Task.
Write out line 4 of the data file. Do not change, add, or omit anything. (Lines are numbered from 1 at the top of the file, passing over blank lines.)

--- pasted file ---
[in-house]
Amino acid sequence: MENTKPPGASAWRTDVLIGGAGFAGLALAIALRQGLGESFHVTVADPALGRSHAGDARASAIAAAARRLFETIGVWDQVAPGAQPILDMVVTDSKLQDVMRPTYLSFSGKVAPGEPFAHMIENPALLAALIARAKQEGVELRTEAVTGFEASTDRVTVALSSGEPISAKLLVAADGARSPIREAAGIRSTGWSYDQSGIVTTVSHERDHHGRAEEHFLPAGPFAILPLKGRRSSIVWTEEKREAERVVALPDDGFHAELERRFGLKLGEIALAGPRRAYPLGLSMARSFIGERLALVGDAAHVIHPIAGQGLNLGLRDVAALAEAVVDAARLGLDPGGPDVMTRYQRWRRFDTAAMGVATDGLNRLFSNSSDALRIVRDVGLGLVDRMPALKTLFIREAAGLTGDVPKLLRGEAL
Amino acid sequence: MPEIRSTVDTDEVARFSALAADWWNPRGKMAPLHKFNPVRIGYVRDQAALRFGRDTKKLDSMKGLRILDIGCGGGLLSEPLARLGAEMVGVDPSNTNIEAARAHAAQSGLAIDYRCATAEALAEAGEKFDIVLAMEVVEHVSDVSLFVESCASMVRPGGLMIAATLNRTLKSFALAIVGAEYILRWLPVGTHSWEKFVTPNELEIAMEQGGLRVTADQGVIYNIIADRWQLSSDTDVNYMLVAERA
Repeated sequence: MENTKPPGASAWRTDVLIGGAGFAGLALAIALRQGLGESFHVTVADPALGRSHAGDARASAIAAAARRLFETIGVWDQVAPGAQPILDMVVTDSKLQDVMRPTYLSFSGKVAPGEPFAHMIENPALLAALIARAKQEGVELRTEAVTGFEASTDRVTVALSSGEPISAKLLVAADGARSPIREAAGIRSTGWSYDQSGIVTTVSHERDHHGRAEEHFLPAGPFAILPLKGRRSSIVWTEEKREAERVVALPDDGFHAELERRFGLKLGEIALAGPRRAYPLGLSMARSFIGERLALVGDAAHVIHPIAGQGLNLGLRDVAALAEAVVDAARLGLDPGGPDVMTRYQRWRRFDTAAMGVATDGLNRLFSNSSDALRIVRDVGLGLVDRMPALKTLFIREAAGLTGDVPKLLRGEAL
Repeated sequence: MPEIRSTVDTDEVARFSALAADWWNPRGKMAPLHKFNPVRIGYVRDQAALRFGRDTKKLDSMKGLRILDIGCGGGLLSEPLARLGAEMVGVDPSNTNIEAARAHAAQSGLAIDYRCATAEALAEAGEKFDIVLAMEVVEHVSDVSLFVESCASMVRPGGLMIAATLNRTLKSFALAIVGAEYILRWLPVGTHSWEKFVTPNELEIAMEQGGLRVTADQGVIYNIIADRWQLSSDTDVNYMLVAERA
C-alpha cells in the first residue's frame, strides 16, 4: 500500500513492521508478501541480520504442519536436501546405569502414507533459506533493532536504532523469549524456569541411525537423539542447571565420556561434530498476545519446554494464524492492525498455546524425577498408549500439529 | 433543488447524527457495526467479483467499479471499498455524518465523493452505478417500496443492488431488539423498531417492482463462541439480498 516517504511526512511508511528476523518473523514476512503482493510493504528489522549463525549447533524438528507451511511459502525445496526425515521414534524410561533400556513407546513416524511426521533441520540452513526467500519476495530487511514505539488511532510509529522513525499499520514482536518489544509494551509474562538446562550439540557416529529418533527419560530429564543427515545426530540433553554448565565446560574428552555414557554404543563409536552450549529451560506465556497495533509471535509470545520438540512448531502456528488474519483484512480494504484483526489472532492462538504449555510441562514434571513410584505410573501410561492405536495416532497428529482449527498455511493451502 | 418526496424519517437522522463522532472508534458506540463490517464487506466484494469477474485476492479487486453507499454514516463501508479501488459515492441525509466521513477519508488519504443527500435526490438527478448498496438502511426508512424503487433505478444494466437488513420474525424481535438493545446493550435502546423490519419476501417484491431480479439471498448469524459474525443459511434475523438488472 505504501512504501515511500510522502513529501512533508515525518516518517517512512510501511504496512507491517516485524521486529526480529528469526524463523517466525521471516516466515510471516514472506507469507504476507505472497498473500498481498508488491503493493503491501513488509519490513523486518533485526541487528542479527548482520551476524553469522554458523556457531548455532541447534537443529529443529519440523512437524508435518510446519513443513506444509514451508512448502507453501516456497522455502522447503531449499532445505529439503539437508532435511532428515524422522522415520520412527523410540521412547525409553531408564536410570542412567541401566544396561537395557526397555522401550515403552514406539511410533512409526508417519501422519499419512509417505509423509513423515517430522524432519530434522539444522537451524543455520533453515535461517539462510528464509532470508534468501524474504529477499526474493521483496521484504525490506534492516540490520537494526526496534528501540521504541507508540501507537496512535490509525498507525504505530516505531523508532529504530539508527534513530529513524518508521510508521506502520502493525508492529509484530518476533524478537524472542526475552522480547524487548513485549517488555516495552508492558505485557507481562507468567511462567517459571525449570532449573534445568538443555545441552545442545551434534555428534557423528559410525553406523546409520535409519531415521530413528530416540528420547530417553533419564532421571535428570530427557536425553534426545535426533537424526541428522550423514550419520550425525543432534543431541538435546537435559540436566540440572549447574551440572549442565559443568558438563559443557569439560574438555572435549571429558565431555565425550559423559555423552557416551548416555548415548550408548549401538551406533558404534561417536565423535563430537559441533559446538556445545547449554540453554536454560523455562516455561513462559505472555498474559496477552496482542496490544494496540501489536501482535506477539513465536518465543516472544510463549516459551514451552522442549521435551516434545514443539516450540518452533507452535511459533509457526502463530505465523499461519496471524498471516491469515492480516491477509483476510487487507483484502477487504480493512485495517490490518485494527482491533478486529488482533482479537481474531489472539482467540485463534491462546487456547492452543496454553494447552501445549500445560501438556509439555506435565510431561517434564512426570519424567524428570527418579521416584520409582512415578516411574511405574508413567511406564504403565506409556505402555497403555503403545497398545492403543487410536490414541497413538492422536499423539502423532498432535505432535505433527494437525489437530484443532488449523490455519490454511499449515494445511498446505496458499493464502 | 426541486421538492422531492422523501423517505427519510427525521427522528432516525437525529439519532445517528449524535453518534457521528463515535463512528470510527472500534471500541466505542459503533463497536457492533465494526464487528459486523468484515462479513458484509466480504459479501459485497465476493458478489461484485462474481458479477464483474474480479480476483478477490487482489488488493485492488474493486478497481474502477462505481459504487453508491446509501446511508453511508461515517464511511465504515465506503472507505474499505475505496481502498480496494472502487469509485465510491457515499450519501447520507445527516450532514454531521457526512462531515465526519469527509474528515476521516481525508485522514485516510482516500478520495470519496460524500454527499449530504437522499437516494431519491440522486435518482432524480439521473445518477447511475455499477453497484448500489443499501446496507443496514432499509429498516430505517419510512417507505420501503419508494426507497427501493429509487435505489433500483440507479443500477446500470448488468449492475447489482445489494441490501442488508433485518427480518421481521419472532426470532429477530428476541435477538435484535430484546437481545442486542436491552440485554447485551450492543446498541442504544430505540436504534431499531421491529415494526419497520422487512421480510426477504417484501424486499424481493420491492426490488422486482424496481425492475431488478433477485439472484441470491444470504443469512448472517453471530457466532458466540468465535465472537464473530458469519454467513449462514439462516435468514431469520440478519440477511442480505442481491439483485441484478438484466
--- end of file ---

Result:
Repeated sequence: MENTKPPGASAWRTDVLIGGAGFAGLALAIALRQGLGESFHVTVADPALGRSHAGDARASAIAAAARRLFETIGVWDQVAPGAQPILDMVVTDSKLQDVMRPTYLSFSGKVAPGEPFAHMIENPALLAALIARAKQEGVELRTEAVTGFEASTDRVTVALSSGEPISAKLLVAADGARSPIREAAGIRSTGWSYDQSGIVTTVSHERDHHGRAEEHFLPAGPFAILPLKGRRSSIVWTEEKREAERVVALPDDGFHAELERRFGLKLGEIALAGPRRAYPLGLSMARSFIGERLALVGDAAHVIHPIAGQGLNLGLRDVAALAEAVVDAARLGLDPGGPDVMTRYQRWRRFDTAAMGVATDGLNRLFSNSSDALRIVRDVGLGLVDRMPALKTLFIREAAGLTGDVPKLLRGEAL